How to be Optimistic with a Cancer Diagnosis
June 19, 2007
When I was diagnosed with cancer, my first reaction was the normal one: fear. Oh my god, I’m going to die! The first reaction is always fear. Hey, it’s scary. And you’re in shock. Then comes denial. This can’t be happening; there must be a mistake. Then anger. Why me? What did I do to deserve this? Blame. The government should have banned DDT sooner. It’s all the pesticides and plastics… And self-blame. I knew I should have had more pap smears. Mostly, there’s confusion—a jumble of thoughts racing around your brain at a million miles an hour. How did I get it? Could I have prevented it? And biggest of all: What’s going to happen? Will I die? Be disfigured? On and on and on…
First, don’t assume the worst. Cancer is not a death sentence these days.
Second, get more than one professional opinion.
Third, do your research and make a list of all the options, including both traditional and alternative ones. Explore visualization, acupuncture, spiritual counseling, prayer, homeopathy, herbs and diet. Consider combining treatment modalities.
It’s important, right from the very beginning, to treat not only the physical problem, but also your emotional and psychological health. Realize you’re going to need a lot of support from family and friends, and possibly from professional therapists. Keep a journal as a way to express your feelings. Know which people in your life can listen to you with an open heart and no judgment. If you don’t know anyone, your doctor can usually recommend a support group.
Breathe! And ground. Reconnect to Mother Earth. We need Mother Earth to heal. Go outside. Walk barefoot on the lawn, the beach. Pet the dog. Listen to the cat purring. Eat lunch on the porch. Meditate under a tree. If for some reason you can’t get outside, take a bubble bath and release your emotions into the water (do that anyway).
The biggest mistake people often make is they believe that they are the diagnosis. Whenever someone comes to me having just received a cancer diagnosis, the first thing I say to her is: Cancer is nothing more than a part of you that has forgotten who it is. It’s a part of us that has gone astray, and all we have to do is reconnect and reintegrate that part.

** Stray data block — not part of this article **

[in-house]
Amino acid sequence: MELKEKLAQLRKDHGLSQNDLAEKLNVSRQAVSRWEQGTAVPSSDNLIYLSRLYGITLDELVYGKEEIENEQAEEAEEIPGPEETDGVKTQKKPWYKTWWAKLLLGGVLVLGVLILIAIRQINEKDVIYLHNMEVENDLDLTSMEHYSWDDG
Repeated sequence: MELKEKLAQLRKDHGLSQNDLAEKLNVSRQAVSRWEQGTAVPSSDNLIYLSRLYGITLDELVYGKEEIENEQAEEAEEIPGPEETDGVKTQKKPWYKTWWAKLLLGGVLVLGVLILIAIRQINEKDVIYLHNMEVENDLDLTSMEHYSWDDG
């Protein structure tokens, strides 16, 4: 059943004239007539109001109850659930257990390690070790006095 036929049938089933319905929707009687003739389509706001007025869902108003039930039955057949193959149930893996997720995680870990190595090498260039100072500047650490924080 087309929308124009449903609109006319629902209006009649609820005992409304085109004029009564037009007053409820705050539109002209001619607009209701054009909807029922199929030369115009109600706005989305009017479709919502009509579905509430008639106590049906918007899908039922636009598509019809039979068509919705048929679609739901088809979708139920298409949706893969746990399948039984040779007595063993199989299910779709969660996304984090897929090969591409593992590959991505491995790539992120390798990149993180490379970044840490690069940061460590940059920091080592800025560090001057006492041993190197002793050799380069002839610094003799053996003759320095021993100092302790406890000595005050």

The second biggest mistake is not getting enough rest. Your mind is in torment—blaming yourself, not seeing any way out, panicked. Without a good night’s sleep, your mind is even more prone to head into fearful territory. Find a way to get some rest, even taking sleeping aids if necessary. If you’re not already a practiced meditator, don’t try to learn now. Instead, try listening to relaxation tapes, like those of Louise Hay.
When we suppress our emotions, we block the free flow of our own healing energy in our body. If we also get mad at God—this isn’t fair! Why me?—we lose our connection to our higher Self. The seventh chakra closes down and we lose our access to the place that knows the answers, that already knows how to heal.
Instead of suppressing emotions like fear, anger, resentment, and rage, express them: cry, scream, beat a pillow, go to the beach and scream into the waves – let those emotions pass through you and into the ground.
Find a daily ritual that works to help you find your center—that place inside where you’re always okay, no matter what. Set up an altar with things that remind you of what’s important in your life—pictures of your kids, pets, spiritual teachers, religious icons, etc.—and sit there for ten minutes a day, appreciating what you do have. Gratitude is an important part of healing.
Read inspiring books, go online and find people who beat cancer, watch videos that make you laugh, get some exercise and fresh air every day, watch sunrises and sunsets. Don’t isolate yourself. Connect to Mother Earth, connect to your higher Self, connect to positive people, organizations, and communities.
Music, books, and audio CDs can help you get through this time. The Journey Through Cancer, by Jeremy Geffen, MD, is an excellent guide to integrating conventional and non-traditional physical, psychological, and spiritual approaches to cancer. Peace, Love and Healing: Bodymind Communication & the Path to Self-Healing,by Bernie S. Siegel is another.
Check out the CDs that are available at www.soundstrue.com and www.HayHouse.com such as Cancer as a Turning Point, Volume II; Cancer: Discovering Your Healing Power,Louise Hay; The Power of the Mind to Heal,Joan Borysenko, Ph.D.; Deep Rest,Tom Kenyon; Heal Yourself With Sound & Music,Don Campbell.
A cancer diagnosis is really a call to transform yourself. It’s an opportunity to change your lifestyle, to change the things you’ve probably needed to change for years. Thank your body for inspiring you to make the changes you’ve been putting off— process old hurts and angers, work through the old lies and let truth be your healer. At the same time, move toward a better diet, exercise, friendships, a healthier living situation, so that when the cancer is gone, you have a healthier, happier you!